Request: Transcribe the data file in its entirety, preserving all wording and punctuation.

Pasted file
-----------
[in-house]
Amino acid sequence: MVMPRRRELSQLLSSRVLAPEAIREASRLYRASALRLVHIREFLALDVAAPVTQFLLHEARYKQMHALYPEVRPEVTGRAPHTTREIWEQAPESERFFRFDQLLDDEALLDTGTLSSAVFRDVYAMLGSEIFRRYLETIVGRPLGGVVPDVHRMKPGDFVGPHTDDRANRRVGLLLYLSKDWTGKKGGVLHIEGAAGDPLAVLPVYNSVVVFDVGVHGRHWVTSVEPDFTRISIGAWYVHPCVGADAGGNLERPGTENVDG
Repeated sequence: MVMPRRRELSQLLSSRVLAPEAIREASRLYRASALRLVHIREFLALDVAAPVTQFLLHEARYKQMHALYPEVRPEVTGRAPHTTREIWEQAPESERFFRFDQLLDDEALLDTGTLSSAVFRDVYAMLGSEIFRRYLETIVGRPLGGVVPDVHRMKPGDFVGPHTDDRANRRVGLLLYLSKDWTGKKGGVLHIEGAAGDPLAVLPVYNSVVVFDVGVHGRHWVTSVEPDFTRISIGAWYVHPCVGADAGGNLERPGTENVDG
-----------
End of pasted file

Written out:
[in-house]
Amino acid sequence: MVMPRRRELSQLLSSRVLAPEAIREASRLYRASALRLVHIREFLALDVAAPVTQFLLHEARYKQMHALYPEVRPEVTGRAPHTTREIWEQAPESERFFRFDQLLDDEALLDTGTLSSAVFRDVYAMLGSEIFRRYLETIVGRPLGGVVPDVHRMKPGDFVGPHTDDRANRRVGLLLYLSKDWTGKKGGVLHIEGAAGDPLAVLPVYNSVVVFDVGVHGRHWVTSVEPDFTRISIGAWYVHPCVGADAGGNLERPGTENVDG
Repeated sequence: MVMPRRRELSQLLSSRVLAPEAIREASRLYRASALRLVHIREFLALDVAAPVTQFLLHEARYKQMHALYPEVRPEVTGRAPHTTREIWEQAPESERFFRFDQLLDDEALLDTGTLSSAVFRDVYAMLGSEIFRRYLETIVGRPLGGVVPDVHRMKPGDFVGPHTDDRANRRVGLLLYLSKDWTGKKGGVLHIEGAAGDPLAVLPVYNSVVVFDVGVHGRHWVTSVEPDFTRISIGAWYVHPCVGADAGGNLERPGTENVDG